On August 31, 2001 I arrived back in Boise after living for nearly two years in New York City. When I tell people this, most of them say how lucky I was to have 'gotten out' ten days before the planes crashed into the World Trade Center. At the time, all I wanted was to go back and help. My life was still there.
I'm sure my feelings of helplessness and powerlessness were echoed by most of America. For weeks afterward, I lived the horror through my friends, many of whom worked near what came to be known as Ground Zero. And many witnessed things I will be forever grateful I never saw.
Memories of working across the street from the WTC flooded back during that time. Watching the automatic window-washing machines slowly move up and down the buildings while sitting in boring meetings across the street. Learning to push my way through the crowds exiting the subway trains each day on my morning commute — it was definitely not natural for an Idahoan! Admiring the view from the 110th floor just six months earlier while attending a client event held there. And flirting with the firemen during lunch as we walked by the station house and they prepared for the next emergency.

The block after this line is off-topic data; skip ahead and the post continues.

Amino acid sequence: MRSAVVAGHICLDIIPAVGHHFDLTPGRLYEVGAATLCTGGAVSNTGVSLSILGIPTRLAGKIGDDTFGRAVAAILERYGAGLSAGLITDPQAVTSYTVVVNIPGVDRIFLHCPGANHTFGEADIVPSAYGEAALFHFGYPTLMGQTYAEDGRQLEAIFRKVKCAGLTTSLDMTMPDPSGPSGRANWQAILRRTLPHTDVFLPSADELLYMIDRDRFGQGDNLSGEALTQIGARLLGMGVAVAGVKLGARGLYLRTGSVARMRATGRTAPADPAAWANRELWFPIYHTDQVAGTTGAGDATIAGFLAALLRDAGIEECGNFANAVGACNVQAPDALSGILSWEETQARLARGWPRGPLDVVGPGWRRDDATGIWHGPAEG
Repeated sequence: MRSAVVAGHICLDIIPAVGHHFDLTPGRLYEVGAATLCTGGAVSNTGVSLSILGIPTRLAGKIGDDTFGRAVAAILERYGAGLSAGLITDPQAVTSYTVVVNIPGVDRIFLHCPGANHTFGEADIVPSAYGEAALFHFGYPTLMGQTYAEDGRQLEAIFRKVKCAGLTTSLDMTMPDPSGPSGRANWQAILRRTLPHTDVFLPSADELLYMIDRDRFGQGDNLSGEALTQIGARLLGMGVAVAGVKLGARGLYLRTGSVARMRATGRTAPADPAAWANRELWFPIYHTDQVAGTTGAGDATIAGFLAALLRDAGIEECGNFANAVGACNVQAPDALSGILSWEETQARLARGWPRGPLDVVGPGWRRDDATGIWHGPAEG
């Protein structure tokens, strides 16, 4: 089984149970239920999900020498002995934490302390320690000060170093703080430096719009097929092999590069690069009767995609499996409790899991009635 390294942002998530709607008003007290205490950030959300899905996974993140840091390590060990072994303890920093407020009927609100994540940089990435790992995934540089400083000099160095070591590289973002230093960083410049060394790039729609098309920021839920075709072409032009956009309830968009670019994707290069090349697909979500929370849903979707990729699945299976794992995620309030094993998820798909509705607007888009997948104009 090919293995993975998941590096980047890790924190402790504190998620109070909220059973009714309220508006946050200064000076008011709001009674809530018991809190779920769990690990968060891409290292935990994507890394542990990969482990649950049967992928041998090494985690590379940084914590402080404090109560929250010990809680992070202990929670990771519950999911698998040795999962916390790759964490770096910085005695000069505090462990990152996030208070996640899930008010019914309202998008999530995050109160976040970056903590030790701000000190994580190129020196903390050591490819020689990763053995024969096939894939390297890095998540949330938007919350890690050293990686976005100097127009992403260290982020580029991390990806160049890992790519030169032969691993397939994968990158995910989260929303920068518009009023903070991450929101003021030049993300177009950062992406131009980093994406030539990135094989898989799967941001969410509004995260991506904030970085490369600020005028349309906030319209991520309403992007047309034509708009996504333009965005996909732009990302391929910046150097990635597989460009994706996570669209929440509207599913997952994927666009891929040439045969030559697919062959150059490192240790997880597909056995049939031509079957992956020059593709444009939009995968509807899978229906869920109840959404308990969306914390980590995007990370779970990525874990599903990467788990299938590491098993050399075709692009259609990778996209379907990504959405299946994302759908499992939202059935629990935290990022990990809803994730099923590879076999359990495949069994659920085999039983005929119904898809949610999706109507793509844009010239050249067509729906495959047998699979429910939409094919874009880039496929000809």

I was lucky. I didn't lose anyone close to me. I didn't lose my job or my home or my health. The majority of my grief lasted only about a year, waning as I returned to NYC for the one-year anniversary. For thousands of families, this is not the case. Many people who worked to rescue and recover people are still suffering terrible health issues from the toxic mix of ingredients contained in the dusty aftermath. And many people lost their sons, daughters, husbands, wives, fathers, and mothers. Their grief goes on and their loss is forever.
So while twenty years is a long time and NYC can seem far away, please take a few minutes to commemorate September 11, 2001.
Warmly, Jill & Team
P.S. This is a photo I took on Oct 7, 2000 from Ellis Island. May those who perished rest in peace.